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Art + History: Evening Encores

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Art + History: Evening Encores

Washington Crossing the Delaware by Emanuel Leutze

Evening Lecture/Seminar

Tuesday, June 14, 2022 - 6:45 p.m. to 8:15 p.m. ET
Code: 1K0260
This online program is presented on Zoom.
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Save when you purchase this program as a part of one of these series!

Save when you purchase the Art + History: Evening Encores summer series!

If you’ve not experienced Paul Glenshaw’s dynamic series Art + History, in which he examines great works of art in their historical context, now’s your chance. In this summer series, he reprises six of his earlier daytime sessions in livestreamed evening programs through June, July, and August. In each, he delves into the time of the artist, explores the present they inhabited, and what shaped their vision and creations, bringing the art and their creators to vivid life. Even if you’ve taken part in previous programs, you’ll find new insights in joining Glenshaw for another look at these timeless works.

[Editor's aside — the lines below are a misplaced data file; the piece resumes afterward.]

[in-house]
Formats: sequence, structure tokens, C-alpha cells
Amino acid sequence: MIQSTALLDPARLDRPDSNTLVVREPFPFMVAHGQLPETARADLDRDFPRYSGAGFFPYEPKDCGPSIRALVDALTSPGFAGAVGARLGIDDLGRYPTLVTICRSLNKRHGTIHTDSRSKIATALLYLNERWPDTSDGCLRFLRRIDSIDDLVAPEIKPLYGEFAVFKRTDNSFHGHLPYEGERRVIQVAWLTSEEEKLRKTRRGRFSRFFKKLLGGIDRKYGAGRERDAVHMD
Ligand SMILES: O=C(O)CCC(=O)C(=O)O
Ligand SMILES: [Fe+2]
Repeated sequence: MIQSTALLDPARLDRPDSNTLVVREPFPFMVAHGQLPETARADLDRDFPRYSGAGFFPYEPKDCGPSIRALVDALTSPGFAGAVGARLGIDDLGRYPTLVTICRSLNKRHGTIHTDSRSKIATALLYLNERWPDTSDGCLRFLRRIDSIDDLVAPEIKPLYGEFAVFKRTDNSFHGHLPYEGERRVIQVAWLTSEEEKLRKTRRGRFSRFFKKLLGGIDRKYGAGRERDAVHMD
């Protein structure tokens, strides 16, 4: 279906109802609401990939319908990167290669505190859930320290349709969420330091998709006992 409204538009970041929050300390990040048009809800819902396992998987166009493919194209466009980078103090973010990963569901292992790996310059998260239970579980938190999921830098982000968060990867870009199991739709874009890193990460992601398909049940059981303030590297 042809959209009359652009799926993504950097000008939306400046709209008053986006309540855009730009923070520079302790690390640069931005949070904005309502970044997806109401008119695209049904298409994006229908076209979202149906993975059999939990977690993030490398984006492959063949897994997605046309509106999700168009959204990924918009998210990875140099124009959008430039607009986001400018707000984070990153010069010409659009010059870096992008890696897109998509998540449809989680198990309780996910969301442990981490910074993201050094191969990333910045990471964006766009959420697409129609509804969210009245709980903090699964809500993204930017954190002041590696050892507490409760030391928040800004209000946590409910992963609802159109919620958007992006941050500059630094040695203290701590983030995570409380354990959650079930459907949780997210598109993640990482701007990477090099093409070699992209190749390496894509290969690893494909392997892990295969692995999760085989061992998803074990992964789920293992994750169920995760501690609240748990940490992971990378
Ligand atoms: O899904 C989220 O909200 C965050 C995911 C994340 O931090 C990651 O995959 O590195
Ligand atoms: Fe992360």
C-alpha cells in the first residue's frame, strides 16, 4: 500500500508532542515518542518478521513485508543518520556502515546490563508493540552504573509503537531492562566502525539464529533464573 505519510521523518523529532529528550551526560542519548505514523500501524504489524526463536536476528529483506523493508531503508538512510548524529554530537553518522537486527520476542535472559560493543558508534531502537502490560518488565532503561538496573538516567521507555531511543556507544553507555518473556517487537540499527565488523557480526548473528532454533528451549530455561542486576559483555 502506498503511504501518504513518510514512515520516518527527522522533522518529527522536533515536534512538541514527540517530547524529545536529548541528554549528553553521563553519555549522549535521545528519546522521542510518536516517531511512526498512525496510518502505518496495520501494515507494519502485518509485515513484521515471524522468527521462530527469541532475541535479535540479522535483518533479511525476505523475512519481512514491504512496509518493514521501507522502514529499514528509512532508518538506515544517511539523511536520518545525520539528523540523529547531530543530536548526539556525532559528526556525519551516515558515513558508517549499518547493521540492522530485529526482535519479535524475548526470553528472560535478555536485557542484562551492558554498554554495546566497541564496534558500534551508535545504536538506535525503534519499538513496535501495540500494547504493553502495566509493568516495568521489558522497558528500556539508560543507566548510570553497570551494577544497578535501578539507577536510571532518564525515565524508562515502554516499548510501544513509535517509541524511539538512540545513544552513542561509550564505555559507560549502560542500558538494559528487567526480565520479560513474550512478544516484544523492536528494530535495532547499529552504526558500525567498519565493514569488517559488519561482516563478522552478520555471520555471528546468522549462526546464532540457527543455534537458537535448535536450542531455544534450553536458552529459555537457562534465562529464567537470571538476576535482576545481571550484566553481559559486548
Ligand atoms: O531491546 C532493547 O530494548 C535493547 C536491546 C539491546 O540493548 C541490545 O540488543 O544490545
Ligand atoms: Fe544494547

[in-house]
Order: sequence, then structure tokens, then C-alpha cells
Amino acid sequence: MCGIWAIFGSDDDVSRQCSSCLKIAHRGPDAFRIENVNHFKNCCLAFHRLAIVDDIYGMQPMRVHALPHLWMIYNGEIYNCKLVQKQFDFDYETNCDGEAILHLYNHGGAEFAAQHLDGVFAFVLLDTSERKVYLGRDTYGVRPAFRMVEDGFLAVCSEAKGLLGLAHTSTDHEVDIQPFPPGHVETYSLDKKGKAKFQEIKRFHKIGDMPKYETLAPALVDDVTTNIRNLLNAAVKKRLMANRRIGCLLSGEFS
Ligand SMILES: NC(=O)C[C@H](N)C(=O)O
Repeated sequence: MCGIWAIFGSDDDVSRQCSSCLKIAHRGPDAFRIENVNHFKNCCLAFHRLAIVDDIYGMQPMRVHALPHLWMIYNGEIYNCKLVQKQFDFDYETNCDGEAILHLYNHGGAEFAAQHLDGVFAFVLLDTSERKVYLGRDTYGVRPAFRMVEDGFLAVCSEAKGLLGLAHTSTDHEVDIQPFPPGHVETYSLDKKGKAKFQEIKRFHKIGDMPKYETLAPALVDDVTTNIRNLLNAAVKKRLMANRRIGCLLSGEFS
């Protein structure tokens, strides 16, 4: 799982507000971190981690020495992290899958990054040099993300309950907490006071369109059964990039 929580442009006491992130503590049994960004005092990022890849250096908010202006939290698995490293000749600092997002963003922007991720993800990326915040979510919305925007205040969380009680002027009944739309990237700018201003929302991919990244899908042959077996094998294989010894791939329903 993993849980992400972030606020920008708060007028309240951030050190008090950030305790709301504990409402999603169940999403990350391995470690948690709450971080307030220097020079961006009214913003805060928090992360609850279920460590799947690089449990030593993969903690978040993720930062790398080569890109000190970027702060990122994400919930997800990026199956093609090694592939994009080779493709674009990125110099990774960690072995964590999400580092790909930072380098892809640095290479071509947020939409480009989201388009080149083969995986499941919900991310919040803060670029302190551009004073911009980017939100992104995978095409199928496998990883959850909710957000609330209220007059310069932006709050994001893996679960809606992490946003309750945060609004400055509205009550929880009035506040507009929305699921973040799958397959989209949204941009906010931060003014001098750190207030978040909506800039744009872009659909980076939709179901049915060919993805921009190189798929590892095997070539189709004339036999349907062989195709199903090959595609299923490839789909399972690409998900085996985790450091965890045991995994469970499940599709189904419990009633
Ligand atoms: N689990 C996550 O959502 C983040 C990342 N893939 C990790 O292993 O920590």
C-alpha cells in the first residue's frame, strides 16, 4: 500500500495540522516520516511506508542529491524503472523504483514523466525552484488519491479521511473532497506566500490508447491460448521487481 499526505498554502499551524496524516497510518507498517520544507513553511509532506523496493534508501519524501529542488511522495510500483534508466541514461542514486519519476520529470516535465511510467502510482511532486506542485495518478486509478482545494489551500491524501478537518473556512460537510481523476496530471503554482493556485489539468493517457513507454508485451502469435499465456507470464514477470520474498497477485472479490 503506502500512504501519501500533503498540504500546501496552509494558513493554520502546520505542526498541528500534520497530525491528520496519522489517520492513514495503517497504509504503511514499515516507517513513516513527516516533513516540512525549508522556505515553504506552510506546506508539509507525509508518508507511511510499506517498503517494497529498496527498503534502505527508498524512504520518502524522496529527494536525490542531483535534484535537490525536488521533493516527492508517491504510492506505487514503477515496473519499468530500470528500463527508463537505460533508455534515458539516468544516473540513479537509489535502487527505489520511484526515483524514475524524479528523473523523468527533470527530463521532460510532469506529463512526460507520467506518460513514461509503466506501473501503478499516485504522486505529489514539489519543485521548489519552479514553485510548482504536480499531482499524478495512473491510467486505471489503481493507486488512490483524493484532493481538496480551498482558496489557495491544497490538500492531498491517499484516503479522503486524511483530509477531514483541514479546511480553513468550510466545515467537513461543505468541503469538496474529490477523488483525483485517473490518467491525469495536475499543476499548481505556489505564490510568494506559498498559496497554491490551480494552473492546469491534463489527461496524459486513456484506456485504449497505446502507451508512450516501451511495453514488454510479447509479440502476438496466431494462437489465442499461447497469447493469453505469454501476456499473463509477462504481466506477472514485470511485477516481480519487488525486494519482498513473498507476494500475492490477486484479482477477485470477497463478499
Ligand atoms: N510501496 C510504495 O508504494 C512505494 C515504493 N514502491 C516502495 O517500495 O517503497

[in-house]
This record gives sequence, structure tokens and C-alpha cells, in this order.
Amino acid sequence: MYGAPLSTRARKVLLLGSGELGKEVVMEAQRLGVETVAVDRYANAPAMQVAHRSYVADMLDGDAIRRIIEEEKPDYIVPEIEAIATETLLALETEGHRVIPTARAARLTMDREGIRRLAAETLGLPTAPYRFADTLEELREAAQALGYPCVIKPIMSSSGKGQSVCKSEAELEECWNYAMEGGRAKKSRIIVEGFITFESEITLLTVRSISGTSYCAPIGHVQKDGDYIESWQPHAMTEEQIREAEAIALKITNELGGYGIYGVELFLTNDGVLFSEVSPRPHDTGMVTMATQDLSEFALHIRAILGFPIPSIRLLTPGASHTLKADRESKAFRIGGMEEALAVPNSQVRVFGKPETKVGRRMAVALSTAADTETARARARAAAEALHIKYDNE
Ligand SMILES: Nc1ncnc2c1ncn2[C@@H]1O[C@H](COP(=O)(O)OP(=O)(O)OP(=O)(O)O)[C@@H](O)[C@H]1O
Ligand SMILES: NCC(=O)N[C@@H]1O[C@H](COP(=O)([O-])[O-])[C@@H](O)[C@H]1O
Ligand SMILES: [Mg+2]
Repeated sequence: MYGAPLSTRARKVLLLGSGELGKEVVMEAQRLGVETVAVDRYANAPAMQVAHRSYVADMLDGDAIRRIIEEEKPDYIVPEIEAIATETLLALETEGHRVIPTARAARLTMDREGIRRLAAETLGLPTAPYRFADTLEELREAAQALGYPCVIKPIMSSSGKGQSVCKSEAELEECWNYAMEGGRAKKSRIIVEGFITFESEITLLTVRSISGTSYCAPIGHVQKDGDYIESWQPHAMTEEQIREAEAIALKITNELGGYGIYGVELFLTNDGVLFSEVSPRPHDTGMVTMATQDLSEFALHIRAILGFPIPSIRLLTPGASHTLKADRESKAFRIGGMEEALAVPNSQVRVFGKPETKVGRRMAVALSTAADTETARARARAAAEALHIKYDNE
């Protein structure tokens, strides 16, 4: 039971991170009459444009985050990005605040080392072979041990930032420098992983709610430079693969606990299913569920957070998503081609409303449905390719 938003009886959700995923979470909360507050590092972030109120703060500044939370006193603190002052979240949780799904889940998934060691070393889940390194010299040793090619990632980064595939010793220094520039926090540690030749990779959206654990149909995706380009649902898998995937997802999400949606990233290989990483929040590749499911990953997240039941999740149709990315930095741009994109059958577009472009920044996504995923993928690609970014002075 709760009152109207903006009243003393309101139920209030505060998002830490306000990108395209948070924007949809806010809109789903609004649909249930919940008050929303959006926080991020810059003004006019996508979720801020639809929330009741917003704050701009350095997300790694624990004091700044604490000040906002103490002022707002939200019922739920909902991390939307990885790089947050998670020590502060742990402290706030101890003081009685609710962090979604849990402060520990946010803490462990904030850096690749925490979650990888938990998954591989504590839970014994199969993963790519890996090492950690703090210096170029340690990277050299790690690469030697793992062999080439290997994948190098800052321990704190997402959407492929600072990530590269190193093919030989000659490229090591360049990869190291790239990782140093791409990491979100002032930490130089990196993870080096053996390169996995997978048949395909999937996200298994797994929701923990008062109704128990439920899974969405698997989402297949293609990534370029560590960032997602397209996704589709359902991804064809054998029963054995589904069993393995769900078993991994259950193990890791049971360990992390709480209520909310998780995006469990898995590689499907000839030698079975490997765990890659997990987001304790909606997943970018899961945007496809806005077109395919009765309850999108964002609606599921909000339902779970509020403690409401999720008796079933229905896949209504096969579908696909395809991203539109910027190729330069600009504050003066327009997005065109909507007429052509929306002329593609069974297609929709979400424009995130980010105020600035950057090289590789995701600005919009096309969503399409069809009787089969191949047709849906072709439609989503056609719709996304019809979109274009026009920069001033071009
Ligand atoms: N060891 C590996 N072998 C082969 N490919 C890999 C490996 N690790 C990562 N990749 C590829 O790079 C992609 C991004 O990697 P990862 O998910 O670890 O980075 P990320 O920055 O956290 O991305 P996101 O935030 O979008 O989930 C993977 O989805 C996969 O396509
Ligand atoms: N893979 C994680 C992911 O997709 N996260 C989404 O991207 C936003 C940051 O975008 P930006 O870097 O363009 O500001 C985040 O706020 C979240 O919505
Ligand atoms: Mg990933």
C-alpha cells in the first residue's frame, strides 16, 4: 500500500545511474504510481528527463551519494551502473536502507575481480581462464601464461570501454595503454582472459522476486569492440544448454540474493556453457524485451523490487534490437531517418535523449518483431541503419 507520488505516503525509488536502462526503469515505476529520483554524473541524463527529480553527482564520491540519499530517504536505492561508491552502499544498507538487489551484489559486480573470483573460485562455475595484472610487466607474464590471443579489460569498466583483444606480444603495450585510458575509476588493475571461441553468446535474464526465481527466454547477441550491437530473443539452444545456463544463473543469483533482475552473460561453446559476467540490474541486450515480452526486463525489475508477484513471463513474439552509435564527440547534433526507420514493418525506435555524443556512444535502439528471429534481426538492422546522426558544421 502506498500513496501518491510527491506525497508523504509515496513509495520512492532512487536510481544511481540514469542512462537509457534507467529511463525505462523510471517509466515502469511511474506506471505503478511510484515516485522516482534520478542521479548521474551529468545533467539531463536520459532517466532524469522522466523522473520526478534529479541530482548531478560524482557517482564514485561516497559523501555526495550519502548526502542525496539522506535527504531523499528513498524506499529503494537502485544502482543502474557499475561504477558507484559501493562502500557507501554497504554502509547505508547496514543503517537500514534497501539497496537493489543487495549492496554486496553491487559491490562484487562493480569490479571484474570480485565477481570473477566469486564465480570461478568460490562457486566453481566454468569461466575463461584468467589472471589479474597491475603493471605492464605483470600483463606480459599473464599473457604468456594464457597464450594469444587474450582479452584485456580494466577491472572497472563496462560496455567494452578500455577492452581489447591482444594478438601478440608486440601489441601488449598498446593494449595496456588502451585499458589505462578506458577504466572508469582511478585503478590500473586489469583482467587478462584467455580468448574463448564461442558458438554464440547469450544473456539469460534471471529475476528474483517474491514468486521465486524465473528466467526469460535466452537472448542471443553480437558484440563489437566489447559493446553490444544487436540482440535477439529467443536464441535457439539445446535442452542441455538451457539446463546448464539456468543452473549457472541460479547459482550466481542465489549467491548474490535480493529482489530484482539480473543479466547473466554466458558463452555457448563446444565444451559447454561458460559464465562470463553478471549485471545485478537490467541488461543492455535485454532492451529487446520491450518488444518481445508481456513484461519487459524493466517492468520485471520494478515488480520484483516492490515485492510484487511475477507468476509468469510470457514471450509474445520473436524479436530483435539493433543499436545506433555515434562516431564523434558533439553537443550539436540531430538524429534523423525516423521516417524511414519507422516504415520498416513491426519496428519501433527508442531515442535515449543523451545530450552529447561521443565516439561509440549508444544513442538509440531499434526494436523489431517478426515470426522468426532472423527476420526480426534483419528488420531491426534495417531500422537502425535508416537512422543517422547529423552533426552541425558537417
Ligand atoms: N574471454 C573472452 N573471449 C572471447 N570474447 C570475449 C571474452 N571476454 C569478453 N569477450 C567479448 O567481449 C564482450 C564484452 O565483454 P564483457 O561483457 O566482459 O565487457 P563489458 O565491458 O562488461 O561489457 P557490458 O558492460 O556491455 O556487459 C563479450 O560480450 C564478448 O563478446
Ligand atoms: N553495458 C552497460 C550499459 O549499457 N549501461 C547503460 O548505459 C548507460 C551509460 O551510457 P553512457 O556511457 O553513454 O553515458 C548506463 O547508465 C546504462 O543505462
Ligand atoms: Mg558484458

Glenshaw is an artist, educator, author, and filmmaker with more than 30 years’ experience working across disciplines in the arts, history, and sciences. He teaches drawing for Smithsonian Associates and studied painting at Washington University in St. Louis.

Session Information

Washington Crossing the Delaware by Emanuel Leutze

It is one of the most iconic images in American art—and one of the most reproduced—but its history may be surprising to some. The most famous version is in the collection of the Metropolitan Museum of Art, but it’s not the original. Nor was it painted in the United States. Washington Crossing the Delaware was actually painted in Germany, where the original version was on display in Bremen before being destroyed in an Allied bombing raid in WWII. What inspired Emanuel Leutze, who was raised in the United States, to paint the picture in Düsseldorf in 1851? Why is this crossing a moment in history worthy of such an epic portrayal? How accurate is the painting in light of the actual events of the Battle of Trenton? Glenshaw rolls back the clock to Germany in 1851 and Delaware in 1776 to find out.

World Art History Certificate elective: Earn 1/2 credit*

Additional Sessions

Patron Information

  • If you register multiple individuals, you will be asked to supply individual names and email addresses so they can receive a Zoom link email. Please note that if there is a change in program schedule or a cancellation, we will notify you via email, and it will be your responsibility to notify other registrants in your group.
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*Enrolled participants in the World Art History Certificate Program receive 1/2 elective credit. Not yet enrolled? Learn about the program, its benefits, and how to register here.